This has been a positive year for the England team, having achieved a semi-final placing at the World Cup, made progress in the UEFA Nations League and enjoyed a reconnection with the English public. But there has also been sadness over the deaths of a number of former England players. On an alphabetical basis, we start paying tribute to them today…
Despite the fact he skippered more North-Eastern clubs than he received England caps, Stan Anderson could forever feel pride that he was a member of a World Cup squad. So many other players never get that opportunity and it was a justified reward for a respected career in the game.
The long-serving Sunderland player, who had earlier represented his country at under-23 and B level, finally made his full England debut at the age of 29 in April 1962 when he wore the number four shirt in a 3-1 win over Austria at Wembley. He retained his place for the next game when England lost 2-0 away to Scotland. He was never capped again but had done enough to earn his place in England’s 1962 World Cup squad in Chile, watching on from the sidelines as the side reached the quarter-finals.
Anderson, who died in June at the age of 85, made more than 400 appearances for Sunderland before switching to rivals Newcastle United and concluding his league career at Middlesbrough as he completed the North-East trilogy. Regularly selected as a captain in his career, Anderson’s leadership qualities led to him embarking on a managerial career with Middlesbrough, AEK Athens, QPR, Doncaster Rovers and Bolton Wanderers.
It’s a recurring theme of players we are paying tribute to this year that their England careers could have panned our very differently but for injuries. It is not inconceivable that on July 30, 1966, Jimmy Armfield would have been the man captaining England in the World Cup final rather than Bobby Moore.
A wonderful one-club man with Blackpool, Armfield graduated from the England under-23s to the senior side in 1959. He made his debut in a 2-0 away defeat to world champions Brazil at left-back, but it would be at right-back that he would make the vast majority of his appearances and impress. This was particularly true at the 1962 World Cup in Chile, where he won strong praise for his performances for England.
Armfield soon became the regular England captain and looked to be the man who would skipper Alf Ramsey’s side in the 1966 World Cup on home soil. But he was usurped as right-back by George Cohen after a spell out injured in 1964, with Moore now entrusted as captain. It wasn’t the end of Armfield’s England career, but things would never be the same again.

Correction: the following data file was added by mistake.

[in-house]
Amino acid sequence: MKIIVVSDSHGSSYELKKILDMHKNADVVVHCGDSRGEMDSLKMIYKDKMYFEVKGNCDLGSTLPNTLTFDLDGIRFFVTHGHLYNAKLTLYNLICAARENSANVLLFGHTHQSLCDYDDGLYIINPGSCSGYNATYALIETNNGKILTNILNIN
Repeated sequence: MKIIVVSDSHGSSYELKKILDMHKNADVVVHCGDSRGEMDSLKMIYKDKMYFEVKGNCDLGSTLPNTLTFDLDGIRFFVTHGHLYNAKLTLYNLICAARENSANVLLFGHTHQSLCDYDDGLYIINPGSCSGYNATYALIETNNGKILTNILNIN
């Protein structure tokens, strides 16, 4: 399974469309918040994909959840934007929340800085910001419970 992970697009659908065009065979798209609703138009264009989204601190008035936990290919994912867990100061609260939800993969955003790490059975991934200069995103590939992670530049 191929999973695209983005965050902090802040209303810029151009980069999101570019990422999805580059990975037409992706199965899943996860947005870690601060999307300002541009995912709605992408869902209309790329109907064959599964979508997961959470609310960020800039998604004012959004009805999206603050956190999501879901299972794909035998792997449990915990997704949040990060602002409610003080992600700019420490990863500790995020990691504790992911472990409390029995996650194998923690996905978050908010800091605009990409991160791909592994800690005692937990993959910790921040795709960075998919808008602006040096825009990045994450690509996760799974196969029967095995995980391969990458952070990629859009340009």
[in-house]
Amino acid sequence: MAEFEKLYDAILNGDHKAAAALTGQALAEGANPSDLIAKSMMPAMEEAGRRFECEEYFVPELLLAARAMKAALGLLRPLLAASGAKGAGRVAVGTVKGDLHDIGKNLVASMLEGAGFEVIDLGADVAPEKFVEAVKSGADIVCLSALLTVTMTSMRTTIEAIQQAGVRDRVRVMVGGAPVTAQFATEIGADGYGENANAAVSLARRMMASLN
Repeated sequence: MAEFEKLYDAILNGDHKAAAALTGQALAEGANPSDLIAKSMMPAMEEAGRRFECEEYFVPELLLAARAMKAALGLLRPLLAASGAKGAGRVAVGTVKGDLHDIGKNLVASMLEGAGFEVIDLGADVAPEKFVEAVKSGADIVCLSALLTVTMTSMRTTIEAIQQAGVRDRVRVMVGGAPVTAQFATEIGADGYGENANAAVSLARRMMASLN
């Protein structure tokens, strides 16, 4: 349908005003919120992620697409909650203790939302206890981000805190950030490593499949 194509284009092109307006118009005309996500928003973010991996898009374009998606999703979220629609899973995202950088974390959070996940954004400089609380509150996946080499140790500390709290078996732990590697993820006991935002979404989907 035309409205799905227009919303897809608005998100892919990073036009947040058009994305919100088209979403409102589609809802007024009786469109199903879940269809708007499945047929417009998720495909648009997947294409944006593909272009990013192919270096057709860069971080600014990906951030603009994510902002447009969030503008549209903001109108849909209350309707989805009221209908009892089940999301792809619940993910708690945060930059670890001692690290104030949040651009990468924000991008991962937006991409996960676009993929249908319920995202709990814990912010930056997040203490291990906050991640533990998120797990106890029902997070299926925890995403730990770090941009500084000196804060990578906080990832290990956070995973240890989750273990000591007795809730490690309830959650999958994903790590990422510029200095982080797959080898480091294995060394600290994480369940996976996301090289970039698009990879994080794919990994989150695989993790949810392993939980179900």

After two years without a cap, Armfield’s 1966 World Cup hopes were boosted by appearing in friendlies against Yugoslavia and Finland (captaining the side on both occasions in Moore’s absence). But he sustained another knock in the latter match and it would be his 43rd and final cap. He remains one of just 22 men to be in an England squad that won a World Cup at senior level, but he was left wondering what might have been. He was effectively the captain of the ‘other XI’ who didn’t play in the final and had to wait until 2009 for their medals.
Forever a footballing gentleman, Armfield didn’t let any personal disappointment at missing out on the final stop him joining in the celebrations afterwards. Wanting to play was natural, but Armfield could see the bigger picture and bore no resentment and would later state: “Isn’t it just better that we won?”
With Ramsey now casting his mind to the 1970 World Cup, Armfield was never capped again. He continued playing for Blackpool until 1971, having amassed 569 league appearances. His managerial career saw him win promotion at Bolton Wanderers and take Leeds United to the European Cup final in 1975, as he provided some welcome stability at Elland Road following Brian Clough’s turbulent reign. But his footballing roles lasted long beyond that, moving into the media and remaining a respected radio summariser until late in life. Listening to matches on 5 Live will never quite be the same again.
And his standing within the game was such that he would act as a consultant for the FA, with this role seeing him take much of the credit for the appointment of Terry Venables as England boss in 1994. Armfield’s death in January at the age 82 led to the tributes pouring in for a man admired as both a footballer and an individual.
The life of Kevin Beattie was rarely dull, a rags to riches story that did not always pan out quite as hoped but still brought moments to treasure. It certainly wasn’t always easy for him. He had grown up in poverty as part of a large family; during his playing career he was dogged by injuries; and in later life he would have to contend with health problems. But his footballing abilities would earn him many admirers, especially at Ipswich Town where he spent the vast majority of his career.
Cruelly, persistent injuries would deny him enjoying the glittering career he could so easily have had. But he would still achieve more than most players can only dream about.
Beattie made his debut for Ipswich as a teenager in 1972 and within weeks would make his way into the England under-23s squad. It was a measure of the defender’s abilities and potential. His failure to show up for an under-23s match away to Scotland in December 1974 made headline news, the player insisting he just wanted a rest as he felt “shattered” and he expressed hope that England manager Don Revie “understands how I feel”. He evidently did, awarding Beattie his first full cap the following April against Cyprus. He would seize the opportunity.